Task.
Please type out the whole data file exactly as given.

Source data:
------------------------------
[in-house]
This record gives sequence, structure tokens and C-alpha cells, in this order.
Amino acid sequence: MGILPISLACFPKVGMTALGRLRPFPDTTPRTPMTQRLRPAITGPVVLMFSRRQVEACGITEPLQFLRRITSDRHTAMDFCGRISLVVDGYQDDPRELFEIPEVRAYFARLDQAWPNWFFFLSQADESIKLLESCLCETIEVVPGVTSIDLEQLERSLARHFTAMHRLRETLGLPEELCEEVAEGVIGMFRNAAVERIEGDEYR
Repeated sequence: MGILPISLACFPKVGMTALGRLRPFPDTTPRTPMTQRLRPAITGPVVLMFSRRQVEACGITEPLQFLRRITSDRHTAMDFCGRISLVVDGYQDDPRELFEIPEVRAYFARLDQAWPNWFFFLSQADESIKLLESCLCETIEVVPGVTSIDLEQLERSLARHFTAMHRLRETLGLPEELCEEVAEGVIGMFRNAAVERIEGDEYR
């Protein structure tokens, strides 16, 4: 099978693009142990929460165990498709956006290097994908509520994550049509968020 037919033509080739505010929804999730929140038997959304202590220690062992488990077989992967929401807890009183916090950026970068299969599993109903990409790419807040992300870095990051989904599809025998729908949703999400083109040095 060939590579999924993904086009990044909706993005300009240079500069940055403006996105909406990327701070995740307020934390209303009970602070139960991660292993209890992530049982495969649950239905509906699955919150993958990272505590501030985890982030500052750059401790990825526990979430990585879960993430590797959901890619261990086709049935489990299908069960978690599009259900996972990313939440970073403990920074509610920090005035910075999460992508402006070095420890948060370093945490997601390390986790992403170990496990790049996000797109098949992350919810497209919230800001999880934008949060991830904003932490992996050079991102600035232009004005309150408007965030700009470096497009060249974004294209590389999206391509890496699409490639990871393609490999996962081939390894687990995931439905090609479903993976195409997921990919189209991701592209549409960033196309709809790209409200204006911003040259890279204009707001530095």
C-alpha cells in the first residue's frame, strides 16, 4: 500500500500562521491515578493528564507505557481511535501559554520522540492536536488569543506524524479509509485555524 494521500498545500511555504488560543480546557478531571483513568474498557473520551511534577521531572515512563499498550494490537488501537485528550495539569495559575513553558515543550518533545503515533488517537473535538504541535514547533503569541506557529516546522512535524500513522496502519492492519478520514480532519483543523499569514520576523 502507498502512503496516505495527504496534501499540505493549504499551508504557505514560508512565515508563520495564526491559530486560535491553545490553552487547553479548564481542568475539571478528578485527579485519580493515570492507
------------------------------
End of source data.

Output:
[in-house]
This record gives sequence, structure tokens and C-alpha cells, in this order.
Amino acid sequence: MGILPISLACFPKVGMTALGRLRPFPDTTPRTPMTQRLRPAITGPVVLMFSRRQVEACGITEPLQFLRRITSDRHTAMDFCGRISLVVDGYQDDPRELFEIPEVRAYFARLDQAWPNWFFFLSQADESIKLLESCLCETIEVVPGVTSIDLEQLERSLARHFTAMHRLRETLGLPEELCEEVAEGVIGMFRNAAVERIEGDEYR
Repeated sequence: MGILPISLACFPKVGMTALGRLRPFPDTTPRTPMTQRLRPAITGPVVLMFSRRQVEACGITEPLQFLRRITSDRHTAMDFCGRISLVVDGYQDDPRELFEIPEVRAYFARLDQAWPNWFFFLSQADESIKLLESCLCETIEVVPGVTSIDLEQLERSLARHFTAMHRLRETLGLPEELCEEVAEGVIGMFRNAAVERIEGDEYR
């Protein structure tokens, strides 16, 4: 099978693009142990929460165990498709956006290097994908509520994550049509968020 037919033509080739505010929804999730929140038997959304202590220690062992488990077989992967929401807890009183916090950026970068299969599993109903990409790419807040992300870095990051989904599809025998729908949703999400083109040095 060939590579999924993904086009990044909706993005300009240079500069940055403006996105909406990327701070995740307020934390209303009970602070139960991660292993209890992530049982495969649950239905509906699955919150993958990272505590501030985890982030500052750059401790990825526990979430990585879960993430590797959901890619261990086709049935489990299908069960978690599009259900996972990313939440970073403990920074509610920090005035910075999460992508402006070095420890948060370093945490997601390390986790992403170990496990790049996000797109098949992350919810497209919230800001999880934008949060991830904003932490992996050079991102600035232009004005309150408007965030700009470096497009060249974004294209590389999206391509890496699409490639990871393609490999996962081939390894687990995931439905090609479903993976195409997921990919189209991701592209549409960033196309709809790209409200204006911003040259890279204009707001530095």
C-alpha cells in the first residue's frame, strides 16, 4: 500500500500562521491515578493528564507505557481511535501559554520522540492536536488569543506524524479509509485555524 494521500498545500511555504488560543480546557478531571483513568474498557473520551511534577521531572515512563499498550494490537488501537485528550495539569495559575513553558515543550518533545503515533488517537473535538504541535514547533503569541506557529516546522512535524500513522496502519492492519478520514480532519483543523499569514520576523 502507498502512503496516505495527504496534501499540505493549504499551508504557505514560508512565515508563520495564526491559530486560535491553545490553552487547553479548564481542568475539571478528578485527579485519580493515570492507